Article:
One More Reason FABMs are Different From (And So Much Better Than) Birth Control
When I first got into charting my cycles with Fertility Awareness-Based Methods (FABM), I considered it a (fabulous and exciting) alternative to my birth-control pill. I may have even referred to charting as hormone-free birth control. Eight years later, I now cringe at that saying.
I’ll admit, phrases like natural birth control do get the point across of how effective Fertility Awareness-Based Methods are for avoiding pregnancy (even more effective than the Pill, in fact!), and for those just entering the world of cycle charting, it explains a lot. But the more I chart, the more I teach, and the more I write, I’m starting to think of Natural Family Planning (NFP) as being in a league of its own.
The more I chart, and the more I teach, the more I think of charting and “birth control” as apples and oranges. For example, with a Pill, condom, or IUD, a device or drug is preventing pregnancy while intercourse still occurs. But with charting, it is intercourse itself (and its timing) that determines whether or not pregnancy will occur.
I now believe Natural Family Planning and Fertility Awareness-Based Methods shouldn’t be lumped together along with the Pill, the IUD, and other pharmaceutical options. Natural Family Planning is a lifestyle—a completely different approach to planning your family. The outcome of a couple using NFP and a couple using other methods could be the same (pregnancy prevention and planning), but the means are entirely different.
Consider how all the other methods work. The Pill’s primary assignment* is to prevent an egg from being released in the first place. The IUD creates an inhospitable environment in the uterus for sperm. A barrier method prevents sperm from entering the vaginal canal altogether. But generally with all of these forms of contraception, intercourse still occurs regardless of what is going on in the body.
With Natural Family Planning,** it is intercourse itself, and its timing, that determines the outcome of pregnancy in a cycle. It puts in the hands of the couple a great responsibility. Cycle after cycle, couples must make a decision about what to do with their fertile window. The default is fertility, since every cycle, there is a natural window of fertility. If one chooses to vary from the default, it would be to avoid pregnancy. A couple’s decision to have intercourse, or not, is based on the fertile signs of that given day and their own family-planning wishes.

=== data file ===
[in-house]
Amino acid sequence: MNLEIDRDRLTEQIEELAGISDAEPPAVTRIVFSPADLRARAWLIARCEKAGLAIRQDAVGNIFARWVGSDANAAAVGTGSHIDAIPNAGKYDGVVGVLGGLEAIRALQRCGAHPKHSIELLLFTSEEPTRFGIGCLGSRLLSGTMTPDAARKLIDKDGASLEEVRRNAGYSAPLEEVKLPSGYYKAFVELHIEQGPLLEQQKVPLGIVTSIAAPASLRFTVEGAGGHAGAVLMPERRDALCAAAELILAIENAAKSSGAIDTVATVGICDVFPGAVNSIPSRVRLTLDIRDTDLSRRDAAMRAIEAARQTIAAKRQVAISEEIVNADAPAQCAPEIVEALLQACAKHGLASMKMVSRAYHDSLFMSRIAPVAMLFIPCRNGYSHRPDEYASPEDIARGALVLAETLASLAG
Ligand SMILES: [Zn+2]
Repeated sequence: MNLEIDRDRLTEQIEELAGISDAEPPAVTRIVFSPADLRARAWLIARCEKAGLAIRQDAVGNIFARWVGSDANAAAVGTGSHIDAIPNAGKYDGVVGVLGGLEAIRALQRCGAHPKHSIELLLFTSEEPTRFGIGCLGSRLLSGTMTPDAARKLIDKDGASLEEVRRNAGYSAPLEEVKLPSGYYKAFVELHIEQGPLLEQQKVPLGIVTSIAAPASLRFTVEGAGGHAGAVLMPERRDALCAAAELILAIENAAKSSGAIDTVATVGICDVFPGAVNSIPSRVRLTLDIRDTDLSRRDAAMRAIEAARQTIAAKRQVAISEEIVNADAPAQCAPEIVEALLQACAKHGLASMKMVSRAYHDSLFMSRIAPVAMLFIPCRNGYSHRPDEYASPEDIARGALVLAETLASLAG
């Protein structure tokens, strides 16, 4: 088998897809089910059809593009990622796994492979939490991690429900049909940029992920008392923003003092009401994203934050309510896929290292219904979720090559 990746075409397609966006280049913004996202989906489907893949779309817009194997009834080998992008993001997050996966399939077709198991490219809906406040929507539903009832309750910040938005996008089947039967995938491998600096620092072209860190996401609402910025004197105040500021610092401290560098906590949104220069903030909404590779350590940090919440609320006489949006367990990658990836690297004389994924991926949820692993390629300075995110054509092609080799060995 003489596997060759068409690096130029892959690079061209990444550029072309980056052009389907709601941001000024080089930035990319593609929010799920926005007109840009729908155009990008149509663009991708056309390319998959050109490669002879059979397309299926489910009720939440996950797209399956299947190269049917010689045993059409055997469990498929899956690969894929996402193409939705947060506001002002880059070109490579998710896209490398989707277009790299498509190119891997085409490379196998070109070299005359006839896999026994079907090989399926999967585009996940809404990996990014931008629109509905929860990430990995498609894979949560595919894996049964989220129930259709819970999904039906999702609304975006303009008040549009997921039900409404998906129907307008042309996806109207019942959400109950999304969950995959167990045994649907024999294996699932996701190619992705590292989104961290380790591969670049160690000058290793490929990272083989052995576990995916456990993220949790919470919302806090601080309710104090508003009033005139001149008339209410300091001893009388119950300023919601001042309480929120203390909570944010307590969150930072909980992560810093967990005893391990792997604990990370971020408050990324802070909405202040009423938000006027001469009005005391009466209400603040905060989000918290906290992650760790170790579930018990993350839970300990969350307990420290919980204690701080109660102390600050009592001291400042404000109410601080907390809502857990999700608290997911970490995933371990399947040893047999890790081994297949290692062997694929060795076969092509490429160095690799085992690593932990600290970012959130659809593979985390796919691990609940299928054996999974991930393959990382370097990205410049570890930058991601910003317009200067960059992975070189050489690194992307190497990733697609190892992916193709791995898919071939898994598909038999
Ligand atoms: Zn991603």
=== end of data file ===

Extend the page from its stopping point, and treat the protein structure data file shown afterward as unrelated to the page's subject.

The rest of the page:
On the contrary, when a woman or couple is using pharmaceutical contraception or a barrier method, the default is avoiding pregnancy and the choice they have to make is whether to accept fertility (whenever they decide to stop taking the Pill, remove the IUD, or stop using the barrier method, and so on).
The Value of Intentionality
When a couple decides to use NFP, they decide to work in conjunction with their body’s natural function. Not only is there a learning curve to learn a method, there is the piece that a couple must decide day to day, week to week, what their family-planning wishes are. Family planning goals can be complicated; one partner might want a baby, but have health problems. Another might want it, but have past traumas from previous pregnancies. Another might not want a pregnancy, but feel pressure from a biological clock. In short, it’s complicated. And any couple charting their cycles becomes intimately aware of these nuances.
But this is a good thing.
Natural Family Planning forces couples to confront these critical life choices head-on; to discuss their fears and their hopes; to connect on a deeper level with themselves and their partners. I have found Natural Family Planning a completely enriching way to approach intimacy, procreation, and communication in my marriage. I see it working wonders in other couples, too.
I believe this is because NFP forces couples to be more intentional in their actions, and less passive. NFP is anything but set it and forget it. Every cycle, a woman has to decide what weighs more, the biological hunger for intimacy (thanks estrogen), or the desire to avoid pregnancy.
In the process, partners must confront the power of a woman’s body, and of their union, to create life. And what that means.
Now when I’m teaching about cycle charting and Natural Family Planning, I have shifted my language to be crystal clear, that NFP is a lifestyle, allowing us to plan our family. It isn’t quite the same thing as a form of contraception, even if it rivals the typical effectiveness rates of pharmaceuticals for avoiding pregnancy. We are choosing to accept fertility as a default and natural reality of being a woman in a sexual relationship—and the responsibility that comes along with that.
*The Pill has other hormonal mechanisms to prevent pregnancy, should an egg be released, but its main mechanism is suppressing ovulation.
**I always make a note that when couples use a barrier or alternative method during the fertile window, the efficacy is only as effective as the barrier or alternative method itself. The FABM effectiveness rates no longer apply if you vary from the method guidelines.